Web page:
All of us are familiar with common fraud types. Insurance fraud, credit card fraud, identity theft, and tax evasion are among the most recognized areas. But, there are many other fraud types that have a big impact on our daily lives, yet receive little attention in the media and among fraud fighters.
Prescription drug fraud is one such area. Don’t know much about it? The extent of the problem will shock you.
Prescription drug abuse has reached epidemic proportions in the United States. In 2012, over 41,500 people died from drug overdoses. 60% of these deaths are specifically because of prescription drugs, not just illicit drugs.
Let’s put those figures into perspective. 5 people die every hour in the US because of drug overdoses. Think traffic accidents kill more people each year? You’re wrong. What about gun violence? Wrong again. Drug overdoses are now the leading cause of accidental death in the US.
Fraud fighters are a skeptical bunch. “So," you might ask, “What in the world does this have to do with fraud?”
As it turns out, there’s a strong connection.
The federal government has put tight restrictions on the ability to get certain types of prescription drugs – especially those that have high potential for addiction or abuse. This is good public policy. But, those restrictions have created a black market for drugs such as oxycodone, morphine and valium.
If the history of economics has taught us anything, it's that a black market creates fertile ground for fraud.
Doctor shopping is a great example of the fraudulent behavior that is unintentionally created by restricting access to prescription drugs. A “doctor shopper” is a patient who sees multiple physicians in a short period of time, all in an attempt to get prescriptions for a pain killer (or other controlled substance). The patient fills the scripts, then uses them to feed a drug addiction or sells them on the street. How is this fraud? The patient is lying about his or her condition to get the prescriptions. Likely, the patient is also using health insurance to pay for both the doctor’s visit and the drugs. It’s a classic case of fraud.
Just ask Jennifer and Bryce Charpentier. The San Diego couple was arrested earlier this year, based in part on evidence of doctor shopping. Between the two, they obtained 150 prescriptions for drugs like hydrocodone from 13 doctors while using at least 17 different pharmacies – all in a two year period. The ironic part of the story is that both Jennifer and Bryce are police officers!
Some fraud schemes have become highly sophisticated. One example is a drug diversion scheme, in which a group of doctors, patients, and pharmacists collude to write and fill prescriptions for drugs that have significant “street value.” This network will sell the drugs on the black market, then split the ill-gotten gains.
Some folks may dismiss prescription drug fraud as just another form of healthcare fraud. That’s a big mistake.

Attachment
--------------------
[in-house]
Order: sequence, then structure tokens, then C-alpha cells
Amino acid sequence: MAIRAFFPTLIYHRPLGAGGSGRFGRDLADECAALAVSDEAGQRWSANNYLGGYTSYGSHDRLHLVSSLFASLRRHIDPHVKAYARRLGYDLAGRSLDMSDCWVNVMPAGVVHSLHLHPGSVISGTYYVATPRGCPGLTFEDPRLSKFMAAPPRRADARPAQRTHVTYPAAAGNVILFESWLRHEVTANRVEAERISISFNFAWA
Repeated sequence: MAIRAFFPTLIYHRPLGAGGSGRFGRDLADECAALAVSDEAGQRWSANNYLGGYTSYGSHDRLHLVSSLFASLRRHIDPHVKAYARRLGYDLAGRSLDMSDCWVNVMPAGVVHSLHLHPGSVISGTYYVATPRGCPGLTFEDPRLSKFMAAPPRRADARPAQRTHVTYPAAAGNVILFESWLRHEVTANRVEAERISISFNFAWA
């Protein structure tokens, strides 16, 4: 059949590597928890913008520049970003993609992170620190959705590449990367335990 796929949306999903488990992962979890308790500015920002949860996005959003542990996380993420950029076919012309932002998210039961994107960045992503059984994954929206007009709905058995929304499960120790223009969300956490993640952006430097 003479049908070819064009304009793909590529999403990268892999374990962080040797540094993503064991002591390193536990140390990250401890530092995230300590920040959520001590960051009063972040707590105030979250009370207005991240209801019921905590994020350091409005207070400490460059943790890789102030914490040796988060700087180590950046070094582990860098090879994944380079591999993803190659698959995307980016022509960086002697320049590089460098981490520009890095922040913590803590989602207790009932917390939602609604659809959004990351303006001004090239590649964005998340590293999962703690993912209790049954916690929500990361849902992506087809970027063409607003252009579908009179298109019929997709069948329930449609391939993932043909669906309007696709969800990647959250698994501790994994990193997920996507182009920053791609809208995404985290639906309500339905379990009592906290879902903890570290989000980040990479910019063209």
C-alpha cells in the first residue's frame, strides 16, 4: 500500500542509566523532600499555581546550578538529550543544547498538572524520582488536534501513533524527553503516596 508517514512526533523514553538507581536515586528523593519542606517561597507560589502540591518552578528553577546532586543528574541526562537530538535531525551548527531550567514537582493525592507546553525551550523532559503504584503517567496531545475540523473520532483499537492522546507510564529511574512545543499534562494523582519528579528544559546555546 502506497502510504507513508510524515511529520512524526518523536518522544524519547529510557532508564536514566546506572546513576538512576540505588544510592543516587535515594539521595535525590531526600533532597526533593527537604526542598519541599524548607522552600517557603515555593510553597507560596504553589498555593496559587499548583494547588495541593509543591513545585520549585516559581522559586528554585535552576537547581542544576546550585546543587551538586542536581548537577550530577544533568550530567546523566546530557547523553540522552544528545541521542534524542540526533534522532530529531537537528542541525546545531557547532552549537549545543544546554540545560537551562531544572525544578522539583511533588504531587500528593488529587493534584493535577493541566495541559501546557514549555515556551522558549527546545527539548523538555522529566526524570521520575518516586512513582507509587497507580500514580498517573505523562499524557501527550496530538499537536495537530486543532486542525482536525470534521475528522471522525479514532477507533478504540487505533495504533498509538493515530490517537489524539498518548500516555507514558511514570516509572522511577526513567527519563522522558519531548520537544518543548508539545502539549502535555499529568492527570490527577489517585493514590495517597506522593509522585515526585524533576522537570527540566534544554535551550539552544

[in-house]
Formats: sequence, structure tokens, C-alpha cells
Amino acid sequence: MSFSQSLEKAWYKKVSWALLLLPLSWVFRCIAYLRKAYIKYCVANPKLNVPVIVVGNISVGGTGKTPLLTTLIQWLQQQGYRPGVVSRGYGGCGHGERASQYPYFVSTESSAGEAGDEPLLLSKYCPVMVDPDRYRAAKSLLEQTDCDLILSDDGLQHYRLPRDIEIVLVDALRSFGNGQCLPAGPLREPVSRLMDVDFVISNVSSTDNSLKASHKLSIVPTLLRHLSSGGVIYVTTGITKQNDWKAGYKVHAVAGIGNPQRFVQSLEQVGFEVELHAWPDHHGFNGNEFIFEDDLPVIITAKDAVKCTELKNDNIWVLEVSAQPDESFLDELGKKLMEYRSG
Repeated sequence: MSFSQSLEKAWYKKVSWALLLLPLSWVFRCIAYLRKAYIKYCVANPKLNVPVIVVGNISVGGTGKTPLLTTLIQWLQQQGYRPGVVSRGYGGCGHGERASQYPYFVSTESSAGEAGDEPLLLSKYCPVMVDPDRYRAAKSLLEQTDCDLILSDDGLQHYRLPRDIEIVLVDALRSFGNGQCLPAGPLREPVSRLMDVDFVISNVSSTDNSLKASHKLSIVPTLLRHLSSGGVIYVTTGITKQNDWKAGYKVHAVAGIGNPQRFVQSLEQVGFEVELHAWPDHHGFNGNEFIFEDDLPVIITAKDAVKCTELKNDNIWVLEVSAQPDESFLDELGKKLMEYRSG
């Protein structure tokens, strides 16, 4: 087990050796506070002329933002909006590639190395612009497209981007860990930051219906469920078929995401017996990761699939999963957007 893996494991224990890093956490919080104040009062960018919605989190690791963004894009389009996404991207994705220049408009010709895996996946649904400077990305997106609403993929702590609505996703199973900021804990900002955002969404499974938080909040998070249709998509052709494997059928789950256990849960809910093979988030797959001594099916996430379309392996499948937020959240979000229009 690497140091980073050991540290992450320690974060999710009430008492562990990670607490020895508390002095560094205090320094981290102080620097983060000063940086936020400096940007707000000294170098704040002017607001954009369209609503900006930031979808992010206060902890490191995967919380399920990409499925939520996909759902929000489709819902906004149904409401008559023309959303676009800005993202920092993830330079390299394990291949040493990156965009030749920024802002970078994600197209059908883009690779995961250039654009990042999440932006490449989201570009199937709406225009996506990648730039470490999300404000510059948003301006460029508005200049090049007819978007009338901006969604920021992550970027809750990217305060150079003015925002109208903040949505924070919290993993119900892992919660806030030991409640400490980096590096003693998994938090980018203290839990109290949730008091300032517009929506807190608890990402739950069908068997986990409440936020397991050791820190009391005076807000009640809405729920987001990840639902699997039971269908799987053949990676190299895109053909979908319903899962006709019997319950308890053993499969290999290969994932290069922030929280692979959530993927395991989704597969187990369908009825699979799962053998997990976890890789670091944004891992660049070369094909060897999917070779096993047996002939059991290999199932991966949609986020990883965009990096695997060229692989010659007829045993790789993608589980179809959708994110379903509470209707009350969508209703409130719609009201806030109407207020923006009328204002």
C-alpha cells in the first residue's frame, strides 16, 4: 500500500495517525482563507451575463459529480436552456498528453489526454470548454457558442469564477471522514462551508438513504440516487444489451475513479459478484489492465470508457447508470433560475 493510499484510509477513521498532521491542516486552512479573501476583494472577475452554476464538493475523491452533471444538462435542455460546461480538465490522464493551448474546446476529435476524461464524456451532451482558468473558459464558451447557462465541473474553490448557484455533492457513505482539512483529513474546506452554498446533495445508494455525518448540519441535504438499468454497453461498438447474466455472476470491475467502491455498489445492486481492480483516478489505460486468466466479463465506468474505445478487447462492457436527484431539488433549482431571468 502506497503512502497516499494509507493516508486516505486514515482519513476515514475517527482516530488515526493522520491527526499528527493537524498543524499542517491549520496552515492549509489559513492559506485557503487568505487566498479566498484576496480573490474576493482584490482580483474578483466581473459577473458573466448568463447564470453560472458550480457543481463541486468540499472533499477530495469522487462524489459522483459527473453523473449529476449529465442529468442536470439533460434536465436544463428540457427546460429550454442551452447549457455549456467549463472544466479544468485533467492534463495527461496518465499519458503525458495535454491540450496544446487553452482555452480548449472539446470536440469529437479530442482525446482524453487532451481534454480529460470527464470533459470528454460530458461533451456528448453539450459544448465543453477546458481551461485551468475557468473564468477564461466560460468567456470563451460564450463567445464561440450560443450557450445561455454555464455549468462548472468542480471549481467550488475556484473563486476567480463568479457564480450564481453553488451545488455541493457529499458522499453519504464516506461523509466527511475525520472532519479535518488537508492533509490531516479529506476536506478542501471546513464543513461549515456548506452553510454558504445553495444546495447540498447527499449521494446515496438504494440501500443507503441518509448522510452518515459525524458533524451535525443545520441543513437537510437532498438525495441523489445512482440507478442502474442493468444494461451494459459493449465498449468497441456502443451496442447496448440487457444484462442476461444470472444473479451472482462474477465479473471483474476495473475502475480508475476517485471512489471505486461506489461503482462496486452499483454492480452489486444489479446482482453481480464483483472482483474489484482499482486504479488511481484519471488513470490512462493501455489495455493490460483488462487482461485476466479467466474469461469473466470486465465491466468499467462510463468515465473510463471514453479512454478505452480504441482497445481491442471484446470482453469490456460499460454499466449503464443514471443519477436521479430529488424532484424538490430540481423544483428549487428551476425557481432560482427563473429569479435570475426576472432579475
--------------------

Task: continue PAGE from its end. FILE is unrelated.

The costs of prescription drug fraud go well beyond the losses by private insurers and government healthcare programs.
The best estimate? $55.7 billion. Each and every year. That estimate is the total costs from lost productivity, treatment for addiction, and criminal justice efforts -- and is in addition to the losses experienced by insurers and government.
Oh… and remember those stats on the number of deaths from prescription drugs each year? Add it all up, and you’ve got one heck of a problem… mixing healthcare fraud with public health, medicine with law enforcement.
The great news in all of this is that government is quietly tackling this pressing public issue.
State governments have created Prescription Drug Monitoring Programs (PDMPs). These programs require that pharmacies report prescriptions filled for controlled substances on a daily or weekly basis. Any pharmacy operating in the state (including mail order pharmacies) must submit data on the prescription, including prescriber information and patient information.
States place this prescription data into a consolidated database. Some have gone so far as to make it mandatory for doctors to consult the database before writing a prescription for a controlled substance.
The most innovative states – like New York and California – are beginning to harness the power of their PDMP databases quite effectively. For instance, those states are designing programs that proactively identify doctors who have unusual prescribing patterns, or pharmacies that dispense suspicious volumes of controlled substances. Importantly, they are using analytics to pinpoint such behaviors, while allowing the vast majority of “good” doctors and pharmacists to continue to care for patients without interference.
With continued investment, PDMP’s will be a potent weapon in fighting this often-overlooked area of fraud. And, if states start to link with law enforcement data on illicit drugs like heroin, we’ll see an even bigger impact on drug abuse and fraud.
Isn’t it great to see a government program that has such a positive impact on the lives of its citizens?